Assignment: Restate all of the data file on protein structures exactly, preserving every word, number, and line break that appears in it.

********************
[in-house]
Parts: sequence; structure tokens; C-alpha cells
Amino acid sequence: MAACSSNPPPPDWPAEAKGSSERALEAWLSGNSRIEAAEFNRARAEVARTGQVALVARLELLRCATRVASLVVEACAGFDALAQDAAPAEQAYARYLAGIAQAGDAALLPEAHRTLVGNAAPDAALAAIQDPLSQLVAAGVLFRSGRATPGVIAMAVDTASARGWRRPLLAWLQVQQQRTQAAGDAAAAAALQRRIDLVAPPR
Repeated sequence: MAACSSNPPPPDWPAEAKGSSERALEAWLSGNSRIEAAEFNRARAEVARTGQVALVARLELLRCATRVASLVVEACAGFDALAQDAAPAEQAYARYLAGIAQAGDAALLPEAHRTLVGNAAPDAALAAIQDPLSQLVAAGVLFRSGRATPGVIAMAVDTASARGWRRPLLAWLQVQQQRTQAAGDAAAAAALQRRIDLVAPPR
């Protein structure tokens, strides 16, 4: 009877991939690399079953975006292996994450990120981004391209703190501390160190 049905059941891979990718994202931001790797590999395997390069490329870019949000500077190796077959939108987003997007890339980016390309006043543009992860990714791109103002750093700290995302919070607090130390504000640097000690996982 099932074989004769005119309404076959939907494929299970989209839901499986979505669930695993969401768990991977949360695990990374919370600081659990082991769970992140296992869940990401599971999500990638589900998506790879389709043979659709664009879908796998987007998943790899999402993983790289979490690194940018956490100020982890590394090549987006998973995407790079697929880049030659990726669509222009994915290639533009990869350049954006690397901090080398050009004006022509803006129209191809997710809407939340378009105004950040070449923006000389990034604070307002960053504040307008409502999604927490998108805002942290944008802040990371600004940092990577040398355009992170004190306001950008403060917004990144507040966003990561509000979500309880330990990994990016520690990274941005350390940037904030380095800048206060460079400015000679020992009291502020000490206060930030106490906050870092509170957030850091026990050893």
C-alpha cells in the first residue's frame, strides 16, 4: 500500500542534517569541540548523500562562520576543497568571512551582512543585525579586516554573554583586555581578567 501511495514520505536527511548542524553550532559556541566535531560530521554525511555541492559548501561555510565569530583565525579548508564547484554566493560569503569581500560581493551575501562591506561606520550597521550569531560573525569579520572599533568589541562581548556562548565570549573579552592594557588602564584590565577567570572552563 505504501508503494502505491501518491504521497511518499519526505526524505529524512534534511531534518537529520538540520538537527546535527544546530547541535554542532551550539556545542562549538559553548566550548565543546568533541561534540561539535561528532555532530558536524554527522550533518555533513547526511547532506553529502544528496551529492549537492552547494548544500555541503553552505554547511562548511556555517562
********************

[in-house]
Parts: sequence; structure tokens; C-alpha cells
Amino acid sequence: MAACSSNPPPPDWPAEAKGSSERALEAWLSGNSRIEAAEFNRARAEVARTGQVALVARLELLRCATRVASLVVEACAGFDALAQDAAPAEQAYARYLAGIAQAGDAALLPEAHRTLVGNAAPDAALAAIQDPLSQLVAAGVLFRSGRATPGVIAMAVDTASARGWRRPLLAWLQVQQQRTQAAGDAAAAAALQRRIDLVAPPR
Repeated sequence: MAACSSNPPPPDWPAEAKGSSERALEAWLSGNSRIEAAEFNRARAEVARTGQVALVARLELLRCATRVASLVVEACAGFDALAQDAAPAEQAYARYLAGIAQAGDAALLPEAHRTLVGNAAPDAALAAIQDPLSQLVAAGVLFRSGRATPGVIAMAVDTASARGWRRPLLAWLQVQQQRTQAAGDAAAAAALQRRIDLVAPPR
């Protein structure tokens, strides 16, 4: 009877991939690399079953975006292996994450990120981004391209703190501390160190 049905059941891979990718994202931001790797590999395997390069490329870019949000500077190796077959939108987003997007890339980016390309006043543009992860990714791109103002750093700290995302919070607090130390504000640097000690996982 099932074989004769005119309404076959939907494929299970989209839901499986979505669930695993969401768990991977949360695990990374919370600081659990082991769970992140296992869940990401599971999500990638589900998506790879389709043979659709664009879908796998987007998943790899999402993983790289979490690194940018956490100020982890590394090549987006998973995407790079697929880049030659990726669509222009994915290639533009990869350049954006690397901090080398050009004006022509803006129209191809997710809407939340378009105004950040070449923006000389990034604070307002960053504040307008409502999604927490998108805002942290944008802040990371600004940092990577040398355009992170004190306001950008403060917004990144507040966003990561509000979500309880330990990994990016520690990274941005350390940037904030380095800048206060460079400015000679020992009291502020000490206060930030106490906050870092509170957030850091026990050893």
C-alpha cells in the first residue's frame, strides 16, 4: 500500500542534517569541540548523500562562520576543497568571512551582512543585525579586516554573554583586555581578567 501511495514520505536527511548542524553550532559556541566535531560530521554525511555541492559548501561555510565569530583565525579548508564547484554566493560569503569581500560581493551575501562591506561606520550597521550569531560573525569579520572599533568589541562581548556562548565570549573579552592594557588602564584590565577567570572552563 505504501508503494502505491501518491504521497511518499519526505526524505529524512534534511531534518537529520538540520538537527546535527544546530547541535554542532551550539556545542562549538559553548566550548565543546568533541561534540561539535561528532555532530558536524554527522550533518555533513547526511547532506553529502544528496551529492549537492552547494548544500555541503553552505554547511562548511556555517562